Bonnie Sherman, Sheldon Best, and Jon Hoche in Soul Samurai  
    Photo by Jim Baldassare  
    Bonnie Sherman, Sheldon Best, and Jon Hoche
    Manga also rears its head, but really more-so in the comic book visual prequel to "Soul Samurai," available on the show's website. Interestingly, the play does pick up at the moment the manga stops. The prequel comic detracts from the show's initial impact, as the art-style is an unpolished and crude mix between Japanese and American art styles. It doesn't at all relate the actual quality of the show itself. However, the prequel manga does show what the production keeps offstage: the actual lopping off of heads. While this seems to be a small detail, it drastically affects a viewer's understanding of the line between the living and the dead in post-World War III New York.

    The production also features film "interludes" between some of the acts. Besides being pretty darn hilarious, the interludes really bring out the overall nostalgia of youth culture that permeates the production. Grown-ups play with action figures and puppets that flip the bird. Fruit are sweet on each other in a style reminiscent of Sesame Street stop-animation. These interludes go a long way in opening up the structure of the piece to allow things that do not necessarily belong to the plot, which in turn makes the frequent manipulation of time within the live-action sequences more tenable.

      "Soul Samurai" isn't going to make you cry. It also isn't going to make you think too hard. It will make you laugh, however...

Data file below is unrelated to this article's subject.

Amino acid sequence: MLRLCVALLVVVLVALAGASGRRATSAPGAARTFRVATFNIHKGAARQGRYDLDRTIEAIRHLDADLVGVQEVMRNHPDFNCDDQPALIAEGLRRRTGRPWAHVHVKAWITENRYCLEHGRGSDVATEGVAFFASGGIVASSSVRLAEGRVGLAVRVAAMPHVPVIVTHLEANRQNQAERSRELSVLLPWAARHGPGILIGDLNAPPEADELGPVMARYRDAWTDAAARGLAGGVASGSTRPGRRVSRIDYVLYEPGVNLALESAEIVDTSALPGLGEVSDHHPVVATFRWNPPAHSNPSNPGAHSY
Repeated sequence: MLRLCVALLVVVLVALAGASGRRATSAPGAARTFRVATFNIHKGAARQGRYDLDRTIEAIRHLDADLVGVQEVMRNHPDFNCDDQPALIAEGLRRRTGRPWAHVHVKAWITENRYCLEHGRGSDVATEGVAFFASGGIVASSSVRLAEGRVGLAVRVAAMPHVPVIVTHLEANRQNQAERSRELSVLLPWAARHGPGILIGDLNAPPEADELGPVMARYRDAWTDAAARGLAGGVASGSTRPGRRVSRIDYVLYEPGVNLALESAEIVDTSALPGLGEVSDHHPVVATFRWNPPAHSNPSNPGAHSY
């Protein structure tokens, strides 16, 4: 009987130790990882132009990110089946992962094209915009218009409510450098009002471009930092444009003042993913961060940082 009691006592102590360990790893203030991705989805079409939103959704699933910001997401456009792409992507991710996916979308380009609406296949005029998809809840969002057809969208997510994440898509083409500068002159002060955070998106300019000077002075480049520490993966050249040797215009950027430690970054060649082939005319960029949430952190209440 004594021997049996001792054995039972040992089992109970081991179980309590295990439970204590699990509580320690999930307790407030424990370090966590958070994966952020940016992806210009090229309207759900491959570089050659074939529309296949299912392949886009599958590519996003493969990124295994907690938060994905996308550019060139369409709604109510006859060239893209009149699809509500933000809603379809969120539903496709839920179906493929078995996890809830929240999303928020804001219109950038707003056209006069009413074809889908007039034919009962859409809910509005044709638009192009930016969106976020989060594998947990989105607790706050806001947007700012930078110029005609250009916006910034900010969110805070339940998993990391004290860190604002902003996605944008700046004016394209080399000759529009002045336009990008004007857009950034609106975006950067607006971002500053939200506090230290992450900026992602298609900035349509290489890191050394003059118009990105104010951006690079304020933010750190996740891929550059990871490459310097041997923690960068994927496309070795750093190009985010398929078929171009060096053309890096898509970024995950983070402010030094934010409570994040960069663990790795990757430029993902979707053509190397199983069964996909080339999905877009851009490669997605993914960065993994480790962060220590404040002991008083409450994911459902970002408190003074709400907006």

Probably the best thing about this show is that it allows actors to act. Each performers takes on at least three characters, and in some cases, many more. Paco Tolson, who primarily plays the sidekick Cert, created some truly unique and memorable characters that more than flesh-out the text. Sheldon Best, who plays Boss 2K, among others, actually fooled me into thinking he was more than one person for the first half hour of the show. The lead, Maureen Sebastian, shines in the fight scenes and flashbacks. Jon Hoche burns in the memory as a particularly sexually unsettling priest. Bonnie Sherman has perhaps the most difficult role, as she must play the considerably malleable ingénue through her ten-year development. Her character is a bit more disjointed than perhaps necessary, but it is understandable considering the reveals her role requires.

    Maureen Sebastian and Sheldon Best in Soul Samurai  
    Photo by Jim Baldassare  
    Maureen Sebastian and Sheldon Best
    Lighting and set designer, Nick Francone, and director Parker, admirably took on the challenges of the HERE theater space. Instead of ignoring the annoying structural support beams, this team used them in ways that didn't make it feel like a hindrance. At times, the beams and columns even contributed to a cinematic framing of the space.

    "Soul Samurai" isn't going to make you cry. It also isn't going to make you think too hard. It will make you laugh, however, and that is probably worth the $25 ($20 if student or senior) admission price. I personally would take a straight man who typically doesn't like theater, or doesn't think he does, to see this show — a cunning ploy that might just change his mind.

    FEBRUARY 27, 2009